Legal experts have a message for immigrants who want to apply for President Obama's new deportation relief programs: proceed with caution.
The president announced last week that his administration will extend deportation relief and offer work permits to up to 5 million immigrants who entered the country illegally or overstayed a visa.
The applications for the new programs likely won't be released until early 2015, so it's too early to make the decision to apply, according to Robert E. Juceam, a top lawyer with Fried Frank in New York City and a former president of the American Immigration Lawyers Association.
"The decision to file should be made at the time when you have the form and its terms, and you know what the specific technical requirements are," he said.
The president will extend deportation relief to an estimated 3.7 million parents of children with U.S. citizenship or permanent residency. Another 1.5 million could be eligible for a program aimed at people brought to the U.S. as children.
No president has offered a deportation reprieve on this scale. Yet the move is temporary; successful applicants will be granted a renewable three-year work permit, with no path to citizenship. When Obama leaves office in 2016, the next president could end the program or simply let existing permits expire.
Once federal immigration officials begin the application process, prospective applicants should consult a lawyer to make sure they meet eligibility requirements, since an application for deportation relief "does not provide confidentiality," according to Juceam.
"Everything that they write, admit and state is usable against them, if for some reason their application is denied," he said. "They really need to talk to someone before they file."
Not everyone will be able to afford a lawyer. While the exact cost of legal assistance is subject to several variables, an existing deportation relief program for young people — Deferred Action for Childhood Arrivals (DACA) — can provide some context. Advocacy groups consulted by Fusion say their members have paid between $500 and $2,000 for help applying to DACA, which has been in effect since 2012. In addition to legal expenses, applicants will also face an application fee, expected to cost $465.
For those who meet the qualifications, the biggest question will be whether to risk sharing their personal information with the federal government when the next president could roll back the changes, and potentially use the application data to target them for deportation. Top Republicans such as Sen. Rand Paul (Ky.) have spoken out against Obama's actions.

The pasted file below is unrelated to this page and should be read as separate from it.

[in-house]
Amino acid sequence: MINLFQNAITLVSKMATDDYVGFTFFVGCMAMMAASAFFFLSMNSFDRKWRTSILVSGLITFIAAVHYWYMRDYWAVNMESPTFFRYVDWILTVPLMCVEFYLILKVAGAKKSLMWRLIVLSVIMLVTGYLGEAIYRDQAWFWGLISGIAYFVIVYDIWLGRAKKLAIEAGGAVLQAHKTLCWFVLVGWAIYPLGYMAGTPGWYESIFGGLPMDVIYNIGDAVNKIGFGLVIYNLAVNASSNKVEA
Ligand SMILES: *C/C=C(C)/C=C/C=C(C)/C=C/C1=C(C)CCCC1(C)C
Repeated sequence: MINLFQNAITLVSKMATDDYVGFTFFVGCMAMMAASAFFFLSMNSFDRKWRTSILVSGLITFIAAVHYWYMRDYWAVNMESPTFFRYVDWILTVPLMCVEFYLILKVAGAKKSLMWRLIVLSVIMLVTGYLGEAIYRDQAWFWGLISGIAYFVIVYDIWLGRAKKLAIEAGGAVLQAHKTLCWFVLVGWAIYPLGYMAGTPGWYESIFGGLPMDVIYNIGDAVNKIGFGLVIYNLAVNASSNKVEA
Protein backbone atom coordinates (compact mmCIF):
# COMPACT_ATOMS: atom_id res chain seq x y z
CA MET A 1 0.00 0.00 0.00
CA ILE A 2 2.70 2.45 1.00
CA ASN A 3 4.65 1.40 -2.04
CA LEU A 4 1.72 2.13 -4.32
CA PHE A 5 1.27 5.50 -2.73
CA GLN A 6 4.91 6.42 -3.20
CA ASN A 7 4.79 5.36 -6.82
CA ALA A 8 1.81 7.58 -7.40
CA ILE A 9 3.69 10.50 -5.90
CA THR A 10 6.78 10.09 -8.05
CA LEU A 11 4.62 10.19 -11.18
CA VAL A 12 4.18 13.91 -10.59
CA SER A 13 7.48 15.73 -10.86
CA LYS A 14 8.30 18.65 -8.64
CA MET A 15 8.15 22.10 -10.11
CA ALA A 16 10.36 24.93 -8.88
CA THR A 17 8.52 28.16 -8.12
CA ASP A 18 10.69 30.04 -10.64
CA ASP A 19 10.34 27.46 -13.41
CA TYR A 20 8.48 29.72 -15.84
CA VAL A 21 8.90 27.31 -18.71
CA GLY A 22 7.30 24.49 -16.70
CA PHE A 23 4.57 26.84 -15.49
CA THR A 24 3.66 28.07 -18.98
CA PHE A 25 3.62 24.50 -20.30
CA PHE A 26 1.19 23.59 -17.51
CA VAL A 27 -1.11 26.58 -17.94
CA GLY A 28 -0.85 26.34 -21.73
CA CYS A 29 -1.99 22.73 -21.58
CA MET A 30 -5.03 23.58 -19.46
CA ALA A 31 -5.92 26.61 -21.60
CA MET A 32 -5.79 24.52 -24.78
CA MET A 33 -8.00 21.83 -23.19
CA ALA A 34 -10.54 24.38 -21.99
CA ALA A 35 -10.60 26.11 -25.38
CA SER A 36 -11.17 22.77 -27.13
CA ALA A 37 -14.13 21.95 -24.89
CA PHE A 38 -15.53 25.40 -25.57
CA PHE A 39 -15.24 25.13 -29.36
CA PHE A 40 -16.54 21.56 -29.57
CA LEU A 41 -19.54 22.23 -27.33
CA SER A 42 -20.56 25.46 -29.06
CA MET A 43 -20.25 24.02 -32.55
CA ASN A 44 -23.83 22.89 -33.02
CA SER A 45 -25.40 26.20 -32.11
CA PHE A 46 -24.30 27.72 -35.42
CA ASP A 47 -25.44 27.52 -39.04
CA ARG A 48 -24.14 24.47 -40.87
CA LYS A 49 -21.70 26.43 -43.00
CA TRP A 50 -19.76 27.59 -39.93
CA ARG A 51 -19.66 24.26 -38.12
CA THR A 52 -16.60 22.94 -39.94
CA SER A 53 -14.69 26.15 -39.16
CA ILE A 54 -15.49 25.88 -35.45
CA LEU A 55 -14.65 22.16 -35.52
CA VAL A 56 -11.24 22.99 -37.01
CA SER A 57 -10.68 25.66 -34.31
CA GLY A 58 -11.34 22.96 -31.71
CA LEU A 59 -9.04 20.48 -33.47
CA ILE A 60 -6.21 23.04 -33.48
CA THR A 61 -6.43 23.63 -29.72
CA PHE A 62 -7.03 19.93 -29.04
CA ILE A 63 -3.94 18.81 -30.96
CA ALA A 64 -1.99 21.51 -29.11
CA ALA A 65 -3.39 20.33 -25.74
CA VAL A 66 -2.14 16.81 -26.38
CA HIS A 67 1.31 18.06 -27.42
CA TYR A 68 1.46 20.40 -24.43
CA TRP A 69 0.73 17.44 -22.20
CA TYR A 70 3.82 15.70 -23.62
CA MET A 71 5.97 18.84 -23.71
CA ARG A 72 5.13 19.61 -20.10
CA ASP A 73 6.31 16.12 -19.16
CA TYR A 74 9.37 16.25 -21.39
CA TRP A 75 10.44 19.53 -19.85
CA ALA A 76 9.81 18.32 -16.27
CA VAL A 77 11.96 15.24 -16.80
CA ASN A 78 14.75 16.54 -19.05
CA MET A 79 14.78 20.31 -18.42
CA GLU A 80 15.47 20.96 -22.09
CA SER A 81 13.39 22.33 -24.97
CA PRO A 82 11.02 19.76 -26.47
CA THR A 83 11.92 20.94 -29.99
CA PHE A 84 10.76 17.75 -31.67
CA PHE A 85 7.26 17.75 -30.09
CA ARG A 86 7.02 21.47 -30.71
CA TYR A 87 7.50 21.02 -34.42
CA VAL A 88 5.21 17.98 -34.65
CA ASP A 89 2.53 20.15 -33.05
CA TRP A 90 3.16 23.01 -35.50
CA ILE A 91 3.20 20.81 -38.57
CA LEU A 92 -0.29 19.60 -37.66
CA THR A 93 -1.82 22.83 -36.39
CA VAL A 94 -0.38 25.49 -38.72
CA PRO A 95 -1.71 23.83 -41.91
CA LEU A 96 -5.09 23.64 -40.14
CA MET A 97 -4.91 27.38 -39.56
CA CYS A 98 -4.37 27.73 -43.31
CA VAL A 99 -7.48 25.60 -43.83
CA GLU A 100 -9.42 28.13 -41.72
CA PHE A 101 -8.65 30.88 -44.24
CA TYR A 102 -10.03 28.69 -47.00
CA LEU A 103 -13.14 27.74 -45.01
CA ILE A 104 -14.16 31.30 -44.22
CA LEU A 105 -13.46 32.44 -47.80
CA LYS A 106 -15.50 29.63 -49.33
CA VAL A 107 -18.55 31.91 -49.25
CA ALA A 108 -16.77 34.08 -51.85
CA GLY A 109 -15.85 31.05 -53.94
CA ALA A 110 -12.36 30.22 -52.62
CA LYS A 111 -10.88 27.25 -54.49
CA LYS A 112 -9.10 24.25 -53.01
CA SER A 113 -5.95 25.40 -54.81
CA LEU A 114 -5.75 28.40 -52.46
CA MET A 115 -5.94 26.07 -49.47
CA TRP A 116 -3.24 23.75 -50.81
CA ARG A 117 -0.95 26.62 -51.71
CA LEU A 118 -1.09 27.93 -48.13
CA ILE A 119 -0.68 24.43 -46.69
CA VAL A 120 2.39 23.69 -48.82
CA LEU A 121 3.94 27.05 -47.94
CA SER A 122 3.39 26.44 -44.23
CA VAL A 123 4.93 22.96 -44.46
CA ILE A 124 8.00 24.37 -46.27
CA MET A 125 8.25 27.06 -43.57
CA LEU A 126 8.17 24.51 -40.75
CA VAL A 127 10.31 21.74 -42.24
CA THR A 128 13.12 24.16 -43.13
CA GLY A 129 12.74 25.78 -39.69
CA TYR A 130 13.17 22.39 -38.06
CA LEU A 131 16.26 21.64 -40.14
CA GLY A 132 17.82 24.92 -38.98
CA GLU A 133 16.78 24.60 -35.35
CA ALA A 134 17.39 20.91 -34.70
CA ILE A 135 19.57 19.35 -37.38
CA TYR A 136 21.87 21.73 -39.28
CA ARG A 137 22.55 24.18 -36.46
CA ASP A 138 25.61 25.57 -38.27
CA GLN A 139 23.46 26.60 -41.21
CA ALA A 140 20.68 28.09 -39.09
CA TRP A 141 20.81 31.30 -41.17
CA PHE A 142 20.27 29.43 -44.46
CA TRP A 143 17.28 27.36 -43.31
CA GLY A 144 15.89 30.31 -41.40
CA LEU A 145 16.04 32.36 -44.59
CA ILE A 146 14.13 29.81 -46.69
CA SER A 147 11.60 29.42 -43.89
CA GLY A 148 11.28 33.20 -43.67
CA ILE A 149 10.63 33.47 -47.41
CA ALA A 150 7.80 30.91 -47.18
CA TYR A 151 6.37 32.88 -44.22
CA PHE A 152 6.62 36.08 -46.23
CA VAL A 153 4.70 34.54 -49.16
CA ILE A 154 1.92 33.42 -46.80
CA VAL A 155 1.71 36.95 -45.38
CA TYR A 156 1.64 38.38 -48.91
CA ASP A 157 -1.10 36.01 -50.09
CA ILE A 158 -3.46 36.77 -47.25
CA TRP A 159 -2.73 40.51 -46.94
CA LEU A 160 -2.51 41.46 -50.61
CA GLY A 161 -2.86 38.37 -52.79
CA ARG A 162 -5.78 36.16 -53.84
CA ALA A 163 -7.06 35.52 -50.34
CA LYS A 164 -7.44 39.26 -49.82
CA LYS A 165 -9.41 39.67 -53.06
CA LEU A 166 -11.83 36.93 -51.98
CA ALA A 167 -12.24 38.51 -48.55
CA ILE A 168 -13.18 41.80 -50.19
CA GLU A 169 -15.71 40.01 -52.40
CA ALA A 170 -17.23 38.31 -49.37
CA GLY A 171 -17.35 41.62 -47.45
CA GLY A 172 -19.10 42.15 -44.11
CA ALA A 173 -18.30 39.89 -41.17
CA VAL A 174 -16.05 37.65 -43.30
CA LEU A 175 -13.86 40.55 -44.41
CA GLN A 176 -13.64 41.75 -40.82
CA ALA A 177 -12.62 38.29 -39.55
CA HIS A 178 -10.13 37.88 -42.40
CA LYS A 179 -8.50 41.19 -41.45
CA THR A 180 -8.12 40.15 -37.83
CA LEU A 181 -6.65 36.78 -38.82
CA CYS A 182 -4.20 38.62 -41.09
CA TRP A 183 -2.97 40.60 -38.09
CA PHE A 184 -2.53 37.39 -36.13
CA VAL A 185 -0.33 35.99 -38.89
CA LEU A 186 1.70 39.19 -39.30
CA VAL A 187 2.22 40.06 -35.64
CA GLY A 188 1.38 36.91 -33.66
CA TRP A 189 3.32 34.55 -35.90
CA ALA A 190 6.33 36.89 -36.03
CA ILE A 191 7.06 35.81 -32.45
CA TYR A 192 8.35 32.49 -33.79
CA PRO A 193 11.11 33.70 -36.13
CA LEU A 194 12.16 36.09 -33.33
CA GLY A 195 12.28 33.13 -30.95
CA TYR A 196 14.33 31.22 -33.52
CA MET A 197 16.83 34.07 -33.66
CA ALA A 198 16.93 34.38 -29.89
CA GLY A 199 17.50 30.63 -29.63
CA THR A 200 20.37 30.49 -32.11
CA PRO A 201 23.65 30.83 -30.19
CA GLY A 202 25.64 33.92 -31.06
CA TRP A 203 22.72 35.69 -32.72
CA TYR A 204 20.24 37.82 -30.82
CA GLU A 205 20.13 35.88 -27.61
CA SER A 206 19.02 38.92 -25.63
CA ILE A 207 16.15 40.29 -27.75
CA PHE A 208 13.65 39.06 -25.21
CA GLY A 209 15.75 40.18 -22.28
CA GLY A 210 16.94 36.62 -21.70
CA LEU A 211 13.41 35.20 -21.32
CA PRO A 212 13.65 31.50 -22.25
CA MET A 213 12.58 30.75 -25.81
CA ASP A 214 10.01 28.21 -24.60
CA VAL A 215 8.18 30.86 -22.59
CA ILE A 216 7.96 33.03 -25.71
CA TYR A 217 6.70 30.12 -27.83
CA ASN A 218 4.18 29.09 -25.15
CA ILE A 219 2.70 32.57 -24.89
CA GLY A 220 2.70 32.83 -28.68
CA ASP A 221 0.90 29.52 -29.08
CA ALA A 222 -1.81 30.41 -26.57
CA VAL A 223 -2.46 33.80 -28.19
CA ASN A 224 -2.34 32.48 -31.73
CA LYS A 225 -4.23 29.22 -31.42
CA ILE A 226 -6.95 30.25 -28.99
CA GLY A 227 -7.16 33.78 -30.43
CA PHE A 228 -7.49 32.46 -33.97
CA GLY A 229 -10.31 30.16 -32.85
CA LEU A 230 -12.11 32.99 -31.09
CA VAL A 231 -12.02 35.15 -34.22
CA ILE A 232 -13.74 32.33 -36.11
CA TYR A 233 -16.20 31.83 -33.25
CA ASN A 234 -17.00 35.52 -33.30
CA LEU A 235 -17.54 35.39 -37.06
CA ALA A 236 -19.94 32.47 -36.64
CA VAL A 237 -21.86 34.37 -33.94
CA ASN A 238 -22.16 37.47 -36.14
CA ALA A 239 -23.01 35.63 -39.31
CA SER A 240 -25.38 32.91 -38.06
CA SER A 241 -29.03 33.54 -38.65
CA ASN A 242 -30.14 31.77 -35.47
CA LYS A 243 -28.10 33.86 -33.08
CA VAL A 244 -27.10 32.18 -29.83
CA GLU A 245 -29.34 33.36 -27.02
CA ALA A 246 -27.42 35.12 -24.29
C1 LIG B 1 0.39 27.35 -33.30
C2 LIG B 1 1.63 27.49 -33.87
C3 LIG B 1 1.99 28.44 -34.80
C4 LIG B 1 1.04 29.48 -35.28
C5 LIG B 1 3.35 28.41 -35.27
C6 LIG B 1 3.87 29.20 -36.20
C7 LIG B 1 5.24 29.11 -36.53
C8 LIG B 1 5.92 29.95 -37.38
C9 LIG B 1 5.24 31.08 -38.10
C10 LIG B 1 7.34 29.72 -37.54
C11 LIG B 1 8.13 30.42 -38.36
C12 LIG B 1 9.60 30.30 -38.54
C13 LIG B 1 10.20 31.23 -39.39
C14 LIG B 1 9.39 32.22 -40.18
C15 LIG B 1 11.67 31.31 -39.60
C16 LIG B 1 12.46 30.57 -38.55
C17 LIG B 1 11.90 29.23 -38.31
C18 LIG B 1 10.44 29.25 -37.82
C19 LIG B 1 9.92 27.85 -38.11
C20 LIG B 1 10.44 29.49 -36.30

Still, the rewards will outweigh the risk for many immigrants living in the shadows. Greg Chen, the director of advocacy for the American Immigration Lawyers Association, said the next president — regardless of party — would have a hard time justifying the expense of a deportation program aimed at parents who have passed a criminal background check and pay taxes.
"It would not be a wise use of finite enforcement resources," he said. "Is any new president going to go after families who have been part of our community or who are working members of our community?"
Applications won't be available for a few months, but people interested in deportation relief can begin prepare to apply. Applicants will need to prove their residence in the United States and should collect old leases, credit card bills, wage statements and tax returns, even if they were filed using a different name or Social Security number, Juceam said. If you realize you have a gap in your employment or residential history, track down someone who would be willing to sign a statement verifying any hard-to-prove details.
Prospective applicants should also be wary of scammers posing as immigration lawyers. A coalition of activist groups have already launched a website, adminrelief.org, to help connect people with reputable lawyers and advocacy organizations.
The problem isn't just unscrupulous actors. Sometimes well-intentioned people want to help, but don't have the authority to offer legal advice. "You have to be really careful that non-legal volunteers don't engage in the unauthorized practice of law," said Mary Meg McCarthy, the executive director of the Chicago-based National Immigrant Justice Center. "That's one of our greatest fears right now."
Ted Hesson was formerly the immigration editor at Fusion, covering the issue from Washington, D.C. He also writes about drug laws and (occasionally) baseball. On the side: guitars, urban biking, and fiction.